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FROM WITH LOVE. Every book has a different world... But they can be at same place. Second Hand-Book Bazaar.
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FROM WITH LOVE.
Second Hand-Book Bazaar • Sahaflar Çarşısı, the Second-hand Book Bazaar, nestles in an ancient, courtyard between the Beyazıt Mosque and Fesciler entrance to the Covered Bazaar. One of İstanbul's oldest markets, the Bazaar is built on the same site as the Chartoprateia, which used to be the book and paper market of Byzantium. However, it was only at the end of the 18th century that booksellers began to migrate across from the Covered Bazaar and set up shop in the courtyard. Printing and publishing legislation introduced soon after enabled the trade to expand in a major way and take over the entire market, which from then on became known as the Sahaflar Çarşısı. Well into this century the market remained a focal point for the sale and distribution of books within the Ottoman Empire, as well as a gathering spot for İstanbul's intellectual and literary circles. However, over the last half century or so, the market has lost much of its significance with the inevitable proliferation of modern bookstores across the city All the same; tattered ancient volumes are still to be found beside the gleaming new editions. • The Bazaar is open daily except Sundays and public holidays, when the main stores are closed. The smaller stores, however, tend to open every day.
Obelisk of Theodosius • The Obelisk of Theodosius is the Ancient Egyptian obelisk of Pharaoh Tutmoses III which was re-erected in the Hippodrome of Constantinople by the Roman emperor Theodosius I who ruled 378-392 AD. • The obelisk was first set up by Tutmoses III (1479–1425 BC) at the great temple of Karnak. It is made out of red granite from Aswan and was originally 30m tall. The lower part was damaged in antiquity, probably during its transport or re-erection, and so the obelisk today is only 18.54m (or 19.6m) high, or 25.6m if the base is included. Between the four corners of the obelisk and the pedestal are four bronze cubes, used in its transportation and re-erection. Each of its four faces has a single central column of inscription, celebrating Tutmoses III's victory on the banks of the river Euphrates in 1450 BC. • The Roman emperor Constantius II (337-361 AD) had it and another obelisk transported along the river Nile to Alexandria to commemorate his ventennalia (20 years on the throne) in 357. The other obelisk was erected in the Circus Maximus in Rome in the autumn of that year and is today known as the Lateran obelisk. The second obelisk remained in Alexandria until 390, when Theodosius I had it transported to Constantinople and put up in the Hippodrome.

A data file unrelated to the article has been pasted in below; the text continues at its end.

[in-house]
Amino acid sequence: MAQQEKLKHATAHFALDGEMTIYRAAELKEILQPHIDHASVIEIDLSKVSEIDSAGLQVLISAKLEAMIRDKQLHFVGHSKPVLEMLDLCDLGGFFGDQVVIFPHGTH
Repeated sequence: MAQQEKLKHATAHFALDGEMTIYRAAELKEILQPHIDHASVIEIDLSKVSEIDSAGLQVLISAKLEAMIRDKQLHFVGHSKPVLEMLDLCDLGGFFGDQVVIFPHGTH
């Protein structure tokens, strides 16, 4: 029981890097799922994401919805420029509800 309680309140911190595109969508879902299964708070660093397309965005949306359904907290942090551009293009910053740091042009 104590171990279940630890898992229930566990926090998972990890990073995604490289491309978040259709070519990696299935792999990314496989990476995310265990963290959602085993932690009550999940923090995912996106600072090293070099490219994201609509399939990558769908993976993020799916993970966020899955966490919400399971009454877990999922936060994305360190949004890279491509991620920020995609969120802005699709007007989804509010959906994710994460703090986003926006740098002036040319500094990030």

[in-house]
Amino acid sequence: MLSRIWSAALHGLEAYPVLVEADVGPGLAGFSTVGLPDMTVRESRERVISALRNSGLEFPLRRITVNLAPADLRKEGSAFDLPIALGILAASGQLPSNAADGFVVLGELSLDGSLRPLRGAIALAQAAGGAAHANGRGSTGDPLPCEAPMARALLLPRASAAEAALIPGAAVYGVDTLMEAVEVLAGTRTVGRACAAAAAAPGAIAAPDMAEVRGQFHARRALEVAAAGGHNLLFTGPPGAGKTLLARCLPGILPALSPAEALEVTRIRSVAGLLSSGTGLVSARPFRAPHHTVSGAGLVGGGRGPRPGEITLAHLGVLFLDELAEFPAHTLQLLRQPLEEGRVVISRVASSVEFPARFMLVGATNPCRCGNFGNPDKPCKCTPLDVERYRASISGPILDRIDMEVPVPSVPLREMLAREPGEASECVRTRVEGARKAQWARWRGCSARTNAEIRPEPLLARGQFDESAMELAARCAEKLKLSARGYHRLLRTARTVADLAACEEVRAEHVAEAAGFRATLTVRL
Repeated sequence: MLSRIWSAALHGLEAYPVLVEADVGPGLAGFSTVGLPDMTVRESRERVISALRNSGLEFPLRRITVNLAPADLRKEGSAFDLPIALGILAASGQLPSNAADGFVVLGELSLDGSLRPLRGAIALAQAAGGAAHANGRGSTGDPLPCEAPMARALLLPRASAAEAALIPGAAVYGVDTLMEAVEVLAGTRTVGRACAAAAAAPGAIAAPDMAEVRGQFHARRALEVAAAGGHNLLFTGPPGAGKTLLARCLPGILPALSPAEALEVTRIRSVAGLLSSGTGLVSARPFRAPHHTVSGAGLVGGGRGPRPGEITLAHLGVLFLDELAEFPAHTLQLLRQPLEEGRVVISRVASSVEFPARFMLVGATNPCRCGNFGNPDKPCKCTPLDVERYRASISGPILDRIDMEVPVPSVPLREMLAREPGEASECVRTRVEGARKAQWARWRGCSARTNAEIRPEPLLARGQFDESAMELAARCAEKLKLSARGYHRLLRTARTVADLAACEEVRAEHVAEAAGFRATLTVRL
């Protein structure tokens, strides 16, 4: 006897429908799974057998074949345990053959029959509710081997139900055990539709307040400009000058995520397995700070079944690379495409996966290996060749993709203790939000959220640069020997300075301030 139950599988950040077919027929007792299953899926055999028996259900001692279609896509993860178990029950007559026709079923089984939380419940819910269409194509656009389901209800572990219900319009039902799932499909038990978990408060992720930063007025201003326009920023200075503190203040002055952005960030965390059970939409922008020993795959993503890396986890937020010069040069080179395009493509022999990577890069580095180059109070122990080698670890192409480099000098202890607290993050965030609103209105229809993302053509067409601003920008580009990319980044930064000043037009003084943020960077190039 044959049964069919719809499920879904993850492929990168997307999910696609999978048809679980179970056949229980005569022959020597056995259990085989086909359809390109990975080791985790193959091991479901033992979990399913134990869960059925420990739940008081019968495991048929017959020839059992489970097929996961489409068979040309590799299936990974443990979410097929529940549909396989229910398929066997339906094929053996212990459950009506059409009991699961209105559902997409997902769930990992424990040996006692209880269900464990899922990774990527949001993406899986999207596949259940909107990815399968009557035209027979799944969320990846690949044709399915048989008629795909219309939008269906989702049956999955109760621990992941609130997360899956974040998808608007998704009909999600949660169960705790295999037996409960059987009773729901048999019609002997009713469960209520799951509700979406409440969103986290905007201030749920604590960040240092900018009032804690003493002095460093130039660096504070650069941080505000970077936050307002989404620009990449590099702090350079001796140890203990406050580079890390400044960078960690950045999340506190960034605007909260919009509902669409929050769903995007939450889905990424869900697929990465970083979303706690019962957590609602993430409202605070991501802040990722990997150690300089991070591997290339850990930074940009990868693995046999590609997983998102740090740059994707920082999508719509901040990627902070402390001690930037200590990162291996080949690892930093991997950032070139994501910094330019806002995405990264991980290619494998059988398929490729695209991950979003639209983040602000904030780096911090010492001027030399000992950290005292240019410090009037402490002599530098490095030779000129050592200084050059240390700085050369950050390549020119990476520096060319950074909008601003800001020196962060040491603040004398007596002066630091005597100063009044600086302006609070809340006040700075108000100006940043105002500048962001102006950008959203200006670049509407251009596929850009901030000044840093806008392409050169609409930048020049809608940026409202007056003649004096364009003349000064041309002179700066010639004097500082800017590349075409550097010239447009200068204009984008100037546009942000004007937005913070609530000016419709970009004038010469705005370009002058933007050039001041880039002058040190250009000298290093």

GRAND BAZAAR • Sprawling over a huge area in the city center, Kapali Çarsi (kah-pah-luh chahr-shuh; "Covered Market") was the first shopping mall ever built. During Byzantine times, this was the site of a bustling market; when the Ottomans arrived, it grew bigger and more diverse. The prime location attracted guilds, manufacturers, and traders, and it grew quickly — its separate chunks were eventually connected and roofed to form a single market hall. Before long, the Grand Bazaar became the center for trade in the entire Ottoman Empire. At its prime, the market was locked down and guarded by more than a hundred soldiers every night, like a fortified castle. • The Grand Bazaar remained Turkey's commercial hub — for both locals and international traders — through the 1950s. Its 4,000 shops were bursting with everything you can imagine, from jewelry to silk clothing, and traditional copperware to exotic, Oriental imports. But then the Grand Bazaar was discovered by travelers seeking the ultimate "Oriental market" experience. Prodded by shopaholic tourists with fat wallets, prices and rents skyrocketed, and soon modest shopkeepers and manufacturers found themselves unable to compete with the big money circulating through the bazaar's lanes. These humble merchants moved outside the bazaar, displaced by souvenir and carpet shops. • Today's Grand Bazaar sells ten times more jewelry than it used to. While tourists find it plenty atmospheric, locals now consider its flavor more Western than Oriental. And yet, even though the bazaar has lost some of its traditional ambience, enough artifacts remain to make it an irreplaceable Istanbul experience. by Uğurcan Ağcaoğlu